Late last Friday we got word that influential poet/musician/activist Gil Scott-Heron died in a hospital in New York City. The exact cause is still unclear except that he became ill after returning from a trip to Europe. Scott-Heron’s health has been in steady decline over the last few years and he has been battling drug addiction, but what makes it worse is that his career has seen such a resurgence of late.
He is probably best known for the song “The Revolution Will Not Be Televised,” a proto-rap, protest song that was recorded for his first album Small Talk on 125th and Lennox and later recorded with full band. Scott-Heron has been regarded as one of the forefathers of hip-hop even if he didn’t like to admit it. His songs have been sampled by and alluded to by a group of artists ranging from Kanye West to Elvis Costello.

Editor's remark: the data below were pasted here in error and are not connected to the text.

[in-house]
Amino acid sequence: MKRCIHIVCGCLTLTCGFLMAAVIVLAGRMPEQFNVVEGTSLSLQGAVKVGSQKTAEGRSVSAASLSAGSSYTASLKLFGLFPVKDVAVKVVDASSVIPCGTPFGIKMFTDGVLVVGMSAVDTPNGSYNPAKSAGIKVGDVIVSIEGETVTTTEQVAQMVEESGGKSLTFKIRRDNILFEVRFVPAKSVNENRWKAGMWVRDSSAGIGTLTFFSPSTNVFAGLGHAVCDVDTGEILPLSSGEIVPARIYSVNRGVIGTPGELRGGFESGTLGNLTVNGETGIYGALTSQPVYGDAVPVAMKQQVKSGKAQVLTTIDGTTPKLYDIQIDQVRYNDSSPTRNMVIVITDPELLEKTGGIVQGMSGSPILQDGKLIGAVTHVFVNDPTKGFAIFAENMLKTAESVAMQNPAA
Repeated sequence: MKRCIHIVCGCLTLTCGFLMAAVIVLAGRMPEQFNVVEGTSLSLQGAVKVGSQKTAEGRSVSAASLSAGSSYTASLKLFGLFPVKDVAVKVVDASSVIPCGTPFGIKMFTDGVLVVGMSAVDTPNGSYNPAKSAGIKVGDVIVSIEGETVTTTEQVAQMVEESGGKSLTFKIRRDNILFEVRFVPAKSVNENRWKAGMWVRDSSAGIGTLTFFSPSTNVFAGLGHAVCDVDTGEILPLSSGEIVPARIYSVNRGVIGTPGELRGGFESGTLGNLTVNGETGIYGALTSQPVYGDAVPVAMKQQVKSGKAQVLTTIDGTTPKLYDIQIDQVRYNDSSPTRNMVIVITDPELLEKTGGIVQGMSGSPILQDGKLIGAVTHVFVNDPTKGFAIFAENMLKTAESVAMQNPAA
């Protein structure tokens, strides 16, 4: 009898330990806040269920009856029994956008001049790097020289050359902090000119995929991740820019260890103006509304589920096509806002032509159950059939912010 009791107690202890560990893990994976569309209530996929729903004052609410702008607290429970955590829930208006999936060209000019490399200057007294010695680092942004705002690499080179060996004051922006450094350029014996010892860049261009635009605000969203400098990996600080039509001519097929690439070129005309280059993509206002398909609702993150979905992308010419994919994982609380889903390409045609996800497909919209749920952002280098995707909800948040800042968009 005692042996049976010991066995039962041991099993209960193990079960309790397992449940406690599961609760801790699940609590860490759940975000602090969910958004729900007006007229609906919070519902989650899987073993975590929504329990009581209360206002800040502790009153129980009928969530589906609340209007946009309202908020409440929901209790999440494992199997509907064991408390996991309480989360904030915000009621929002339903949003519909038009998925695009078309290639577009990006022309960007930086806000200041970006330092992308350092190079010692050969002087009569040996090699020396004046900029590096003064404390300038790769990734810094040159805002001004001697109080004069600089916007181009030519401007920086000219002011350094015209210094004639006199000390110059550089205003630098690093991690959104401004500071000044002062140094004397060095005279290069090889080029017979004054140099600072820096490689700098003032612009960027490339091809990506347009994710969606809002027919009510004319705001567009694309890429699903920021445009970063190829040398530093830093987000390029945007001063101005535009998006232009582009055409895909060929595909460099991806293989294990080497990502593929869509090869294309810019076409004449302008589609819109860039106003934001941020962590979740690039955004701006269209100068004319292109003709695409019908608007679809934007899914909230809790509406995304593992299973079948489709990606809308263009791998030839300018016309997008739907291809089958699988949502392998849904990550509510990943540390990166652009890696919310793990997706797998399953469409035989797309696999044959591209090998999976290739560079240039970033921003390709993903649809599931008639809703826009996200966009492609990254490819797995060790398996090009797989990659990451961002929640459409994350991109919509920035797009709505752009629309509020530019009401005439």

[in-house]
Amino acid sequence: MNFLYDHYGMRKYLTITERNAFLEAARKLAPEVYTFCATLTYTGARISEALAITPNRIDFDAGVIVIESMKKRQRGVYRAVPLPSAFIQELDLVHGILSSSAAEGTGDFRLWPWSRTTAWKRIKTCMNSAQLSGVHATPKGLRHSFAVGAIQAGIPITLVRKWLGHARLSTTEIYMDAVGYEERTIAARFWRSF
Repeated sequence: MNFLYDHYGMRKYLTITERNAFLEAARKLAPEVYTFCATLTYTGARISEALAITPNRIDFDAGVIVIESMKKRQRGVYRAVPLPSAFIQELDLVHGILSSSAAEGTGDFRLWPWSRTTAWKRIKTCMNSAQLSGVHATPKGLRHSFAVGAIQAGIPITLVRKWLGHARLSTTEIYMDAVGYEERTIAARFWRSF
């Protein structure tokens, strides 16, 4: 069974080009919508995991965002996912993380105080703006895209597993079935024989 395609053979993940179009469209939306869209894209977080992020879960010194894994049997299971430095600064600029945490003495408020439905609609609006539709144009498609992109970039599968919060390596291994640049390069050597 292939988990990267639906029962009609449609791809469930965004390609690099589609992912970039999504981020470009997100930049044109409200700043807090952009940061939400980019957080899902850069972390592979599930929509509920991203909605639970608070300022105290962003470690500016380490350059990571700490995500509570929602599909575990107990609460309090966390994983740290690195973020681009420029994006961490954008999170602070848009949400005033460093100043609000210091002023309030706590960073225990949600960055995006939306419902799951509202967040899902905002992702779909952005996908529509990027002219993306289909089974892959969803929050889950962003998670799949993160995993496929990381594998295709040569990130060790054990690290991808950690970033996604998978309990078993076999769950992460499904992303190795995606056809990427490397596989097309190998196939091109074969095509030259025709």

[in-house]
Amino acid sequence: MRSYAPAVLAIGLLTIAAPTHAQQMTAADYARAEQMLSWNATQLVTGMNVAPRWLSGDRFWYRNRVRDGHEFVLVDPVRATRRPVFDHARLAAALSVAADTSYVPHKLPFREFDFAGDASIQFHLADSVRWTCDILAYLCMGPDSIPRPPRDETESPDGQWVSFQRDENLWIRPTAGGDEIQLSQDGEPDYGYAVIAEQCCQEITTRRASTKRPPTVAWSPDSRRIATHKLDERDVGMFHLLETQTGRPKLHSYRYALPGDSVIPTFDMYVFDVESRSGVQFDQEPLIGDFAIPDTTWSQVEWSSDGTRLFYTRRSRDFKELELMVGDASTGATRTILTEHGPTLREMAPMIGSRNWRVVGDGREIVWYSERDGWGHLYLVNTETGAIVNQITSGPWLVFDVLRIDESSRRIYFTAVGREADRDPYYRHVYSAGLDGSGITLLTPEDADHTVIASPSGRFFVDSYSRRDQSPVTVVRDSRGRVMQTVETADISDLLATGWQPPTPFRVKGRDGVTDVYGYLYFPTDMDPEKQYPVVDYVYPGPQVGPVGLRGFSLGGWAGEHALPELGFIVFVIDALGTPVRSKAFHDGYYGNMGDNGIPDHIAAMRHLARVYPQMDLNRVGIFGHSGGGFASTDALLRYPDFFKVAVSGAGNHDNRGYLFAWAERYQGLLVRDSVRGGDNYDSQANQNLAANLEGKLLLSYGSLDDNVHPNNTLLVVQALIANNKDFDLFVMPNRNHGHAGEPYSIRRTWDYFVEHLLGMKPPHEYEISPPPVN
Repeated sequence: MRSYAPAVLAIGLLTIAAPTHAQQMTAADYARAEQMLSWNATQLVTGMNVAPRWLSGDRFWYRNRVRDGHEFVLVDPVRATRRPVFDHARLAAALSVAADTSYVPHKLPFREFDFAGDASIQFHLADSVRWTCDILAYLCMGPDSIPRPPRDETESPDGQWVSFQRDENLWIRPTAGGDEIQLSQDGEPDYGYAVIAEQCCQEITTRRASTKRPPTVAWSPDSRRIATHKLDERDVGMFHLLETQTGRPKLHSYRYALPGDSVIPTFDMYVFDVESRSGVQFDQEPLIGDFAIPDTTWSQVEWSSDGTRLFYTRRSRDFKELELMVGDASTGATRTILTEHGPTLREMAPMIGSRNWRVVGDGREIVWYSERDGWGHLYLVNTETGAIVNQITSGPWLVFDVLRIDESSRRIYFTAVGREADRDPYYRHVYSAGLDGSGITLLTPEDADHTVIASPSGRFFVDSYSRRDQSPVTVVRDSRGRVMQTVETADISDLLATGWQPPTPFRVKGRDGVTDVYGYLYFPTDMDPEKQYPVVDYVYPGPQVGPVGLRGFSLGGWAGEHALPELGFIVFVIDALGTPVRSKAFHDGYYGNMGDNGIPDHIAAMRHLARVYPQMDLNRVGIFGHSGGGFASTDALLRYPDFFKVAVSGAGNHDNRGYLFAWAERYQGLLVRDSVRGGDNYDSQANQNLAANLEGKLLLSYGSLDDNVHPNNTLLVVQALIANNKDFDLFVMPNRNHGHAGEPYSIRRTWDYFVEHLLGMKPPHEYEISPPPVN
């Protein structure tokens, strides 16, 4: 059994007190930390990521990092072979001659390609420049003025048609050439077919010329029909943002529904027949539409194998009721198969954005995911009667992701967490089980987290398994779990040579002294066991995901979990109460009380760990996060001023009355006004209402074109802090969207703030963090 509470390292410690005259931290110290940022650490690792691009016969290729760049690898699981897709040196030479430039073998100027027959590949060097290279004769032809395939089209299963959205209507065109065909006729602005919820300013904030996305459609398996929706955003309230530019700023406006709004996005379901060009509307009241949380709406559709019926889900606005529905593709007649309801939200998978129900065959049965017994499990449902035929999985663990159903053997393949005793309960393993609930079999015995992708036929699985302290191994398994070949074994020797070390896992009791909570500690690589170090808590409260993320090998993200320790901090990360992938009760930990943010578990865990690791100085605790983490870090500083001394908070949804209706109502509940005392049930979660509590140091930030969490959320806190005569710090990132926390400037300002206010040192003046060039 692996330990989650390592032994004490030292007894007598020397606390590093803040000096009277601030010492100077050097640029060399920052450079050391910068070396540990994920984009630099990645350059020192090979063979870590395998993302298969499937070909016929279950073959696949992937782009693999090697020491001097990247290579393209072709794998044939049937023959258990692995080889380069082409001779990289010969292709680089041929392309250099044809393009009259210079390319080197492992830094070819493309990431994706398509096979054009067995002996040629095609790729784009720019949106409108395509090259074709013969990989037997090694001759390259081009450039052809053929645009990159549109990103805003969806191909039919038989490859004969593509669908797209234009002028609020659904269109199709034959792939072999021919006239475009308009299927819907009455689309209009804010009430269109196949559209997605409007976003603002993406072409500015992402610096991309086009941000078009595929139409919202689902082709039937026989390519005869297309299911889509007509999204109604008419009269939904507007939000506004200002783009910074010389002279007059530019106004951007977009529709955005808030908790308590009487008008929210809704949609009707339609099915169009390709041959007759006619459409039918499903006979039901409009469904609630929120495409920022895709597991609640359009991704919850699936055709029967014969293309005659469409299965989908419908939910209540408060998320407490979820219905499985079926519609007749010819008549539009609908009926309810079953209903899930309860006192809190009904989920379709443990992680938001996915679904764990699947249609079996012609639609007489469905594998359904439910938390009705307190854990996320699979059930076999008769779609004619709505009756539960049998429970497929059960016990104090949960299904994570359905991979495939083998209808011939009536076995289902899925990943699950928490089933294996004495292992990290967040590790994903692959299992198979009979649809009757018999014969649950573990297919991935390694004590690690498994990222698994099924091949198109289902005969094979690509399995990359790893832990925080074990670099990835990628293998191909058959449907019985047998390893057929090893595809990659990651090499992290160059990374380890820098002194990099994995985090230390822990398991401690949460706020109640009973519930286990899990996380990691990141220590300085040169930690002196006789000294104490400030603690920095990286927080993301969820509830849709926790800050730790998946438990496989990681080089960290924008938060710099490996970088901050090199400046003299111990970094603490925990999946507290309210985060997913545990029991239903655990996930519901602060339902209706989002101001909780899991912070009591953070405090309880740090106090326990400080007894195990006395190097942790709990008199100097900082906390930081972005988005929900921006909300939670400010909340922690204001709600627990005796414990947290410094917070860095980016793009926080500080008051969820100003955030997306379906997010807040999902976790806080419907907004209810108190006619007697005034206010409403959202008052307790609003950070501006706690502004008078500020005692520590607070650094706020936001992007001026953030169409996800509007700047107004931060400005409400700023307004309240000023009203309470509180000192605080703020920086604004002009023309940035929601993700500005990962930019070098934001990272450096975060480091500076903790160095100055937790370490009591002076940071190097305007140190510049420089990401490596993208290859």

There has been renewed interested in Scott-Heron’s work recently because of the release of I’m New Here, his first album in over fifteen years. The album’s rough atmospherics and biting lyrics made the album surprisingly popular among the young indie crowd. It received “Best New Music” label over at Pitchfork and 9/10 from Drowned In Sound, as well as getting the full album remix treatment from Jamie XX, of the XX.
As a little tribute I have posted the full band version of “The Revolution Will Not Be Televised” that was the B-side to the first single from Pieces of A Man, probably his best and most important album. Also, I have posted the video for “Me and the Devil,” the first single off of I’m New Here. It’s just an amazing piece of music when you consider Scott-Heron’s musical background of jazz and soul.
Gil Scott-Heron – The Revolution Will Not Be Televised